In a move to align the country’s crypto regulatory framework to mirror the highly anticipated Markets in Crypto Assets (MiCA) legislation, Malta’s financial watchdog has announced a public consultation. The Malta Financial Services Authority (MFSA) ‘s move is geared toward harmonizing Malta’s existing crypto regulations to align with the forthcoming MiCA scheduled for implementation in 2024.
Hence, stakeholders are expected to weigh in and offer their opinions until September 29 to ensure the adoption of a progressive regulatory framework.
Changing The Regulatory Framework
The updated guidelines include proposed changes to crypto, exchanges, custodians, and portfolio managers to align with the European Union’s MiCA legislation. It is worth noting that Malta first laid the groundwork for its crypto agenda with the Virtual Financial Assets (VFA) in 2018 before its lawmakers proposed comprehensive crypto regulations.
Furthermore, the MFSA recently significantly changed the regulations governing VFA license holders. One notable difference is eliminating the systems audit requirement, which streamlines the compliance process for digital asset license holders.
Additionally, the proposal shows that capital requirements for Class 3 and 4 license holders will be distinct. Class 3 holders under the new rule have a capital requirement of $133,000 (125,000 Euros), while Class 4 attracts $159,000 (150,000 Euros).
These changes are intended to make it easier for businesses seeking these licenses to obtain them from the regulator. Moreover, a significant change is proposed for professional indemnity insurance.
This requirement has been removed, giving license holders more leeway in managing operational risks relating to their assets. This shift is the regulator’s response to the changing digital assets and blockchain technology landscape.
Going The MiCA Way
As the MiCA rules continue gaining traction, EU nations’ crypto regulatory landscape has significantly shifted. The EU expects these new laws to replace all existing regulations in its member countries.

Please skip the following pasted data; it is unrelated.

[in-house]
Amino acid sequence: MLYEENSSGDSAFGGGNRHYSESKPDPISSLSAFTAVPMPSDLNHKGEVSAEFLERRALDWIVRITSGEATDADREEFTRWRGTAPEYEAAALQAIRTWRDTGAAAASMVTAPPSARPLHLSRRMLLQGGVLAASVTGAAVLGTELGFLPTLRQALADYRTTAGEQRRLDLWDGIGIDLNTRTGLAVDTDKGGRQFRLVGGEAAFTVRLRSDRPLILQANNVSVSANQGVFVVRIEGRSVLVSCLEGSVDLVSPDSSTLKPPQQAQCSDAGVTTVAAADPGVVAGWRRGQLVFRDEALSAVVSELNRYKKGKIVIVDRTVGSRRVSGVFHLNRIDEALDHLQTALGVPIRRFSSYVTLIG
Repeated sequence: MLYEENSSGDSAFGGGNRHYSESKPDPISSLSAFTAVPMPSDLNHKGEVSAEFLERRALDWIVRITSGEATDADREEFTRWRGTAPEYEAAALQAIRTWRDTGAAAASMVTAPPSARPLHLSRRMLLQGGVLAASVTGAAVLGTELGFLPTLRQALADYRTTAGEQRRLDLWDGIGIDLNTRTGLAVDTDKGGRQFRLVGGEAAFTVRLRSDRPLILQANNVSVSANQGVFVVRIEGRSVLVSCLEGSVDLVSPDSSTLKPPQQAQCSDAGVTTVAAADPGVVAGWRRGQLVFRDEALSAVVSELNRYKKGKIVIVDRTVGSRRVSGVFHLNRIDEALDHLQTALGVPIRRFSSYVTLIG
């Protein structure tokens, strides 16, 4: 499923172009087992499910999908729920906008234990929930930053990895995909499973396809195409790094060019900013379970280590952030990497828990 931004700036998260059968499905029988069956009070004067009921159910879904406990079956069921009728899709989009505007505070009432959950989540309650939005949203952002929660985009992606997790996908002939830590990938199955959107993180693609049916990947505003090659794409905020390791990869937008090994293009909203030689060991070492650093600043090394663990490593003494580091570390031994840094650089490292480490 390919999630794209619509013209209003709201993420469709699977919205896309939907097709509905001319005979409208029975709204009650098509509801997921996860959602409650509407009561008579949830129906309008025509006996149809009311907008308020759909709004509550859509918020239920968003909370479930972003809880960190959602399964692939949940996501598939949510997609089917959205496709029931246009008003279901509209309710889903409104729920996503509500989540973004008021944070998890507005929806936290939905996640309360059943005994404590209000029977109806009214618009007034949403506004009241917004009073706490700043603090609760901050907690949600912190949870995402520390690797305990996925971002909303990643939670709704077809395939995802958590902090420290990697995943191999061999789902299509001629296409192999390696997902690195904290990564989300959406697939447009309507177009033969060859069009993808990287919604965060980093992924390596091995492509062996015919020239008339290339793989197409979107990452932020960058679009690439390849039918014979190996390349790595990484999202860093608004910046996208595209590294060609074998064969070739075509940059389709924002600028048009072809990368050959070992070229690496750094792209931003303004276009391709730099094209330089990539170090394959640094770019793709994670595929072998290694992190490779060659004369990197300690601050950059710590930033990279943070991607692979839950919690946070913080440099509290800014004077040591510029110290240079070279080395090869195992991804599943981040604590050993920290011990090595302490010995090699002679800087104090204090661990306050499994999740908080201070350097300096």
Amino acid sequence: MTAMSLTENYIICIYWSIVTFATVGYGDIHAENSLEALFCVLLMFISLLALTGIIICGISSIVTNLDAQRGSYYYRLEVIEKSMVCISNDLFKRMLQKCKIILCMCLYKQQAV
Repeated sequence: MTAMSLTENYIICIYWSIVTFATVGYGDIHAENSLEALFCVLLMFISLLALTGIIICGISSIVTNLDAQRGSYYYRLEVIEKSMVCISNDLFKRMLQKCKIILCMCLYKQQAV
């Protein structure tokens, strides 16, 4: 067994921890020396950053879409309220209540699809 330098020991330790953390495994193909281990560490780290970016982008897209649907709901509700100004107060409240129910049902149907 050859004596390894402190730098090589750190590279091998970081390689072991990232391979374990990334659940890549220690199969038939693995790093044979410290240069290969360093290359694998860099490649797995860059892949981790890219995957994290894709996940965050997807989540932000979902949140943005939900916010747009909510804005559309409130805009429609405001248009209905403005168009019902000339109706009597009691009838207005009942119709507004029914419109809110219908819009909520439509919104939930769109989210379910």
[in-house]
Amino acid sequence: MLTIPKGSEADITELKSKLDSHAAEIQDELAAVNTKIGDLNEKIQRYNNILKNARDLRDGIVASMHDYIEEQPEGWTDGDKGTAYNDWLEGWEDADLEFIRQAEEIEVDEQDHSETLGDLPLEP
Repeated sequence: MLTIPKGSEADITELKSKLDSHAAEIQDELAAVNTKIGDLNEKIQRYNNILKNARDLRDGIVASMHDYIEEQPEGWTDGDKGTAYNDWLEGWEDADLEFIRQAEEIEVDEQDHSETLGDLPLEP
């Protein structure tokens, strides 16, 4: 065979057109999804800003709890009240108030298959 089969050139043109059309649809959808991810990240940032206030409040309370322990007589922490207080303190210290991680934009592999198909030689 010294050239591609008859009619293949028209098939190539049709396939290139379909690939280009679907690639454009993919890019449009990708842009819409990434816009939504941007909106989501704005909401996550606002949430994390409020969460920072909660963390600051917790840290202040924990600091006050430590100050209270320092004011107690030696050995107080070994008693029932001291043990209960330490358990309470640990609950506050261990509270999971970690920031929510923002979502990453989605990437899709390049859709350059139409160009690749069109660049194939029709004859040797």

However, Malta was in a fix as an EU member. They considered whether to wait 18 months to implement MiCA laws or take proactive measures to adapt existing regulations per the EU framework.
However, the country’s regulator chose the latter option, demonstrating a strong desire to align Malta’s regulatory landscape with the bloc’s standards when it becomes effective. In an official statement released in October 2022, the Maltese regulatory body stated that implementing the early amendment of its guidelines will enable the VFA licensed holders to transition to MiCA.
Additionally, the MFSA maintains that this would further help them obtain full EU approval as the countdown to MiCA implementation gains traction. It is worth noting that the country’s VFA model was based on the Markets in Financial Instruments Directive (MiFID) guides from which MiCA derived most of its objectives.’
Malta is not the only EU member state to have announced a review of its existing crypto rules. France has also made significant changes to its current crypto regulatory framework to meet the EU requirements.
These changes have been carefully crafted to align with the upcoming MiCA regulations. France is now taking proactive steps to ensure regulatory oversight regarding the fast-evolving digital currency landscape.
The country’s regulator has reiterated that it is preparing to adopt MiCA, a framework designed to bring coherence and stability to the EU’s crypto market.
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